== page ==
Advising with empathy and experience

Compensation follows hospital fall death.

Helen Caulfield from the CNCI team has recently completed successful negotiations in a claim brought on behalf of the family of a man who died following a fall in hospital.

The deceased had been admitted to hospital for treatment for a chest infection.  He was in poor health at the time of the admission and the hospital were aware that he was at risk of falling, could become easily confused and disorientated.  Initial treatment did assist in elevating the gentleman’s chest symptoms and plans were put in place to arrange for him to be transferred to a nursing home.

Three weeks after admission and before transfer could take place, the individual suffered a fall.  The circumstances of that fall were unclear, but it was apparent that the individual had been left unattended.  At that stage he was due to receive one-to-one supervision.

The gentleman sustained a fracture in the fall.  He underwent surgery under general anaesthetic but sadly his condition deteriorated and he passed away 2 weeks after the fall.

Having been instructed by the family, expert evidence was obtained which confirmed that it was likely that the individual would not have fallen if the duty of care had not been breached.  A letter of claim was submitted to both the hospital and a local care company who had a contract with the hospital.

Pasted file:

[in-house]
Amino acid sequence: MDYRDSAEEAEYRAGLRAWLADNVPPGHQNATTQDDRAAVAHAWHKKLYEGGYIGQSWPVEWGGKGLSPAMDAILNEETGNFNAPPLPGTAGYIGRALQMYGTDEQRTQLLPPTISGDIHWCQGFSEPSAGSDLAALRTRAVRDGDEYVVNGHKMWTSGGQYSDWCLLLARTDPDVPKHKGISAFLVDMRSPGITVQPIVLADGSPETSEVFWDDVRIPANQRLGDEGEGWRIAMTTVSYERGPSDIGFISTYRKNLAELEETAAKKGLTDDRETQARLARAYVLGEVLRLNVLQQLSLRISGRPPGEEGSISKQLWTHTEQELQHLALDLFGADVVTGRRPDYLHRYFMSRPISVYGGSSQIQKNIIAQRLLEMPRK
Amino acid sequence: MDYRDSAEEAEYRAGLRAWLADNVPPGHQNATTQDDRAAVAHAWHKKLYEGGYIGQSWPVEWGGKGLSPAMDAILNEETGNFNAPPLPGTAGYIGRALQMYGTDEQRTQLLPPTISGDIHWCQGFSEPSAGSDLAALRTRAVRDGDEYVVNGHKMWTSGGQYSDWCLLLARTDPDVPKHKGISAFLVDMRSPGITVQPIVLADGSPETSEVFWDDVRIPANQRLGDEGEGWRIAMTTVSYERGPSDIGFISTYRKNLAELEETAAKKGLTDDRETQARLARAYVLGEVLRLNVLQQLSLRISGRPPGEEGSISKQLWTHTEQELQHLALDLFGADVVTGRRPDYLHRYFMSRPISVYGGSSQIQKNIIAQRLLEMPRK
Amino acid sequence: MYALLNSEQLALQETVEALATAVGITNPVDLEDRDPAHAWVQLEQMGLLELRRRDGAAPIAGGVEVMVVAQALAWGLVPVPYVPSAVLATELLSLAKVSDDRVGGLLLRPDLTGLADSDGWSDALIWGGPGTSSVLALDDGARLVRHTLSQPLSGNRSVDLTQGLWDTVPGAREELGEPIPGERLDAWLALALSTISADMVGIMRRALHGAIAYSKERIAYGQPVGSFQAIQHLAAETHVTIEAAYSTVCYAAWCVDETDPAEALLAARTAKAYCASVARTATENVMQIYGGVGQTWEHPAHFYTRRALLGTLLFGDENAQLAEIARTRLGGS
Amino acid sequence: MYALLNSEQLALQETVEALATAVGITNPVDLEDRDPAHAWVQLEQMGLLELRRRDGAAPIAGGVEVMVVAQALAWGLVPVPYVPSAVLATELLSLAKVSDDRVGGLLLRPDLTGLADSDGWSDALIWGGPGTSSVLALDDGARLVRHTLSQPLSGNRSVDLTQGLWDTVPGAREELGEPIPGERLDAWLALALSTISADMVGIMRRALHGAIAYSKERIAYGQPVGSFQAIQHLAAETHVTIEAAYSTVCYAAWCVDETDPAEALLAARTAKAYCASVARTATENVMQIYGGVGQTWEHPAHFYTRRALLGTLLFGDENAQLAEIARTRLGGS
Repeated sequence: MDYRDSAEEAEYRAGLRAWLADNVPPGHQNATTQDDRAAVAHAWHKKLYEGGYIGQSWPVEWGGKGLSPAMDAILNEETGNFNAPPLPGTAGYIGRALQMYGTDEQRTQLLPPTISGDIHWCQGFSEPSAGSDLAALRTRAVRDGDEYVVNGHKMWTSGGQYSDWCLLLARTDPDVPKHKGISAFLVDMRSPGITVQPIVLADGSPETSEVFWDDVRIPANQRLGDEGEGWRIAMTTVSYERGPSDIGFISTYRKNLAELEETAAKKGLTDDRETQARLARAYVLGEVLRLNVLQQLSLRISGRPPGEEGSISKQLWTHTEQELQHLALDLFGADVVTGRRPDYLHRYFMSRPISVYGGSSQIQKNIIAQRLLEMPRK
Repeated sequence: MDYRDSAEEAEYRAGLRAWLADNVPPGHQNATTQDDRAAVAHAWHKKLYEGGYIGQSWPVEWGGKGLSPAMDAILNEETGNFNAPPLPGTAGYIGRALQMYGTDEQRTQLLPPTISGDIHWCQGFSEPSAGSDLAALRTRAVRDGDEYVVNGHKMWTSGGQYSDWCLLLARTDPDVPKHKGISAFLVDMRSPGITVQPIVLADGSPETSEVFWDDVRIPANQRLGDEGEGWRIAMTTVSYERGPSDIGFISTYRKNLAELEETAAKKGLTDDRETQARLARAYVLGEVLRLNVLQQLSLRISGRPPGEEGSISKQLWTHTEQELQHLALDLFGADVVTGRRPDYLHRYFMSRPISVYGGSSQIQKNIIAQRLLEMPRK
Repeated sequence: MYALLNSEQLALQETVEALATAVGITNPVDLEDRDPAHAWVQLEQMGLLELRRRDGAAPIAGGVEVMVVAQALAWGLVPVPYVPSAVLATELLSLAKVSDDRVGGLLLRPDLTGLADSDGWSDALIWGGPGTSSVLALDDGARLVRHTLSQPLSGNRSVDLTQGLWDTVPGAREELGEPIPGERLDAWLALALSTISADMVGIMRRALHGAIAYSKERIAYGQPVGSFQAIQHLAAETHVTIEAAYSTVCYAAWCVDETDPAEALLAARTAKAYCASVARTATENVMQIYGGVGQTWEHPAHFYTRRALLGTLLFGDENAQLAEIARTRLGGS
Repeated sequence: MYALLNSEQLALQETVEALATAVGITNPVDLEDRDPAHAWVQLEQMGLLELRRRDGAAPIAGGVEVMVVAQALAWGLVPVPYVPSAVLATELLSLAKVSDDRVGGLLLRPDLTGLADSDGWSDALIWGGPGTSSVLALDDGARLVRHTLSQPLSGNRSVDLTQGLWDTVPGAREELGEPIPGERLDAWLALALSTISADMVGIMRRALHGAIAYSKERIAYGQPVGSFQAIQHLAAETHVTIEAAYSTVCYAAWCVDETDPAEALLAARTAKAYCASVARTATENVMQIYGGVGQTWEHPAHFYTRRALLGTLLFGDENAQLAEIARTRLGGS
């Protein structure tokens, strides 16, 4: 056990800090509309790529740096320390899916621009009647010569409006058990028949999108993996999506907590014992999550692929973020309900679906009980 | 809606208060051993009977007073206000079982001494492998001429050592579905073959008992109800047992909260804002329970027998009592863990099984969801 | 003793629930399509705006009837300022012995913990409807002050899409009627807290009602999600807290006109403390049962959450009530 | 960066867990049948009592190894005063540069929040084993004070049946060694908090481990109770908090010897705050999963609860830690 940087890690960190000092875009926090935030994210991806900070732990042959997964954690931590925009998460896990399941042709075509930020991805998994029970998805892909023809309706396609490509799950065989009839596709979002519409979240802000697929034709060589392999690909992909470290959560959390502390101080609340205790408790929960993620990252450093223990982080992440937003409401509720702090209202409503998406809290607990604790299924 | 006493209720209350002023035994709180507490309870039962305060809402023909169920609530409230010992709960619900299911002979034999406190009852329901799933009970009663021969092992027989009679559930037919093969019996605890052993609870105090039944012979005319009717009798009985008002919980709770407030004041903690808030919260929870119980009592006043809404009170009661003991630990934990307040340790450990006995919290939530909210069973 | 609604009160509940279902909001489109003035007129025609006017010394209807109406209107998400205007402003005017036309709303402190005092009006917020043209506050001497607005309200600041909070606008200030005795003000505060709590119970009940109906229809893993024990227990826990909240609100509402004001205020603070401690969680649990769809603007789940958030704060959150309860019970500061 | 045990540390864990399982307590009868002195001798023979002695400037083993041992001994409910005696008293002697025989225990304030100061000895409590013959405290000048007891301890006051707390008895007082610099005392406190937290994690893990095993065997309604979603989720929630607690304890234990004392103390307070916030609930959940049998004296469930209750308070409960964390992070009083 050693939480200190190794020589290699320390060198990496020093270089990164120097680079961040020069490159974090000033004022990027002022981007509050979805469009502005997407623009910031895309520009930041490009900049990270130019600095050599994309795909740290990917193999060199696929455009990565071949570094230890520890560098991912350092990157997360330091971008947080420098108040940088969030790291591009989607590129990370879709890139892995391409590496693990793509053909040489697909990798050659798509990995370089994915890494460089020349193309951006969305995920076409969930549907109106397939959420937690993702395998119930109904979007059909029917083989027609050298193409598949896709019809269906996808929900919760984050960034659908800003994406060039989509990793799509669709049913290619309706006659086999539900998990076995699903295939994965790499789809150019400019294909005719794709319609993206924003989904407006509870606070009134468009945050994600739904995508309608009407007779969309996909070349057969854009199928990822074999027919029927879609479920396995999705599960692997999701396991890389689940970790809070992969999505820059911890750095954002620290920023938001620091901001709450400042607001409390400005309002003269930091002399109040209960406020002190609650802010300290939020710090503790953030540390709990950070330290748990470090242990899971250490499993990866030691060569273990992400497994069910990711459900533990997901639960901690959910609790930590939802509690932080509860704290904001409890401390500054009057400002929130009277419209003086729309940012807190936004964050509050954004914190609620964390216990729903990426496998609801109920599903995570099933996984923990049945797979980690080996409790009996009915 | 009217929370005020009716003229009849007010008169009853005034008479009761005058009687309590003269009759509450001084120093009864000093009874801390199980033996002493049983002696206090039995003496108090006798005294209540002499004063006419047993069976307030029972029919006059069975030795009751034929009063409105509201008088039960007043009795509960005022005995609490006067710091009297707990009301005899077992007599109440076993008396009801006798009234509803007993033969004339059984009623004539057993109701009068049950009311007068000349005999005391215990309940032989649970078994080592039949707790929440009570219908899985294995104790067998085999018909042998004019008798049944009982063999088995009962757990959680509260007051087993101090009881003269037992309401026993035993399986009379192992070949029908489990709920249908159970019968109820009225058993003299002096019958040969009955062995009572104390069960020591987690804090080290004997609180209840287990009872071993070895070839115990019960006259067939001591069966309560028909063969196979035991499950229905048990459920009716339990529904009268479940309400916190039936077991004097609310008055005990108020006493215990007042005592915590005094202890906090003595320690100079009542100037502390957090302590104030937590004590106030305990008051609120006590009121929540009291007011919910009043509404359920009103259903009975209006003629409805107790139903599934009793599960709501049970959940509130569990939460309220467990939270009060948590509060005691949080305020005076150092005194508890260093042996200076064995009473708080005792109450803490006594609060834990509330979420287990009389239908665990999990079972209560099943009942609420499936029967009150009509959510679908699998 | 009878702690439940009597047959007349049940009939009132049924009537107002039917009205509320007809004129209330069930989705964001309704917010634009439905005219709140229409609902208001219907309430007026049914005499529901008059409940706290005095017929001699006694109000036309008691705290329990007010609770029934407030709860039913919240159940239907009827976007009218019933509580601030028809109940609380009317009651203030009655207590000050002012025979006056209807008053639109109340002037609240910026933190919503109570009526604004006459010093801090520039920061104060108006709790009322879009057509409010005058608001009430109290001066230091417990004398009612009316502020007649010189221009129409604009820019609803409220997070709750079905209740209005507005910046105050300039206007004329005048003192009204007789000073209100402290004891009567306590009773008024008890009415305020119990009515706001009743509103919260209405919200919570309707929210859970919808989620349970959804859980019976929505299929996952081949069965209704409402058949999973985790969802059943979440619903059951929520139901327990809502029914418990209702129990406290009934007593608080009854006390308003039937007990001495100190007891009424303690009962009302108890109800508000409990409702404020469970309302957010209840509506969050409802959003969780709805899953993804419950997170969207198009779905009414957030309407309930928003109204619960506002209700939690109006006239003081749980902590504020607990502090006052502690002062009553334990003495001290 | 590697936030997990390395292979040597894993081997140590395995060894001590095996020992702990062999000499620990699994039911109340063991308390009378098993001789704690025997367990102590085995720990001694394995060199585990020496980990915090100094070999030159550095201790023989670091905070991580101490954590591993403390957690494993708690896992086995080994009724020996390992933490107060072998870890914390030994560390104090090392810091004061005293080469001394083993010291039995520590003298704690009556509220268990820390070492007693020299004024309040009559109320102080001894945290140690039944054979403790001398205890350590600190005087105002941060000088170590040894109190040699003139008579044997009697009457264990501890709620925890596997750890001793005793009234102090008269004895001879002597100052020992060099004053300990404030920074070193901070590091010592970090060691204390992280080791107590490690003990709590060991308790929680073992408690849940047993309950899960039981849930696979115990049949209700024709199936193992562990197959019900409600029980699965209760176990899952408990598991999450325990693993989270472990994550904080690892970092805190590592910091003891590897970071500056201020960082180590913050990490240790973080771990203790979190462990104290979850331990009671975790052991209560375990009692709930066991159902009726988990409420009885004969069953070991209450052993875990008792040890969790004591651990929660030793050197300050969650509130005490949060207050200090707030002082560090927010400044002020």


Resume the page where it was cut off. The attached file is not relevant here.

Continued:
The two potential defendants indicated that the other party was responsible and that proceedings should be served against the other party.

Proceedings were received against the Hospital Trust alone.

The Defendants indicated an intention to only partly defend the claim brought against them.  In the circumstances, an offer was put forward on behalf of the claimant in an effort to settle the claim.  The defendants made a counter offer which the deceased’s family accepted in full and final settlement of the claim.

Speaking of the settlement, Helen Caufield of the CNCI team said… “In this case the family were acting on behalf of an elderly gentleman who had been in poor health.  It was precisely this factor that should have resulted in him receiving specialist one-to-one care at the hospital.  Satisfactory arrangements had been in place for the early part of his admission but on this occasion, left unattended, the gentleman fell.  Tragically he never recovered from his injuries.  In a younger or fitter person the injuries may not have been so serious.  It is frustrating that the two organisations engaged in arranging care sought to blame each other for the sequence of events.  We are pleased that by commencing court proceedings, we were able to resolve issues of responsibility and reach a successful conclusion to the claim.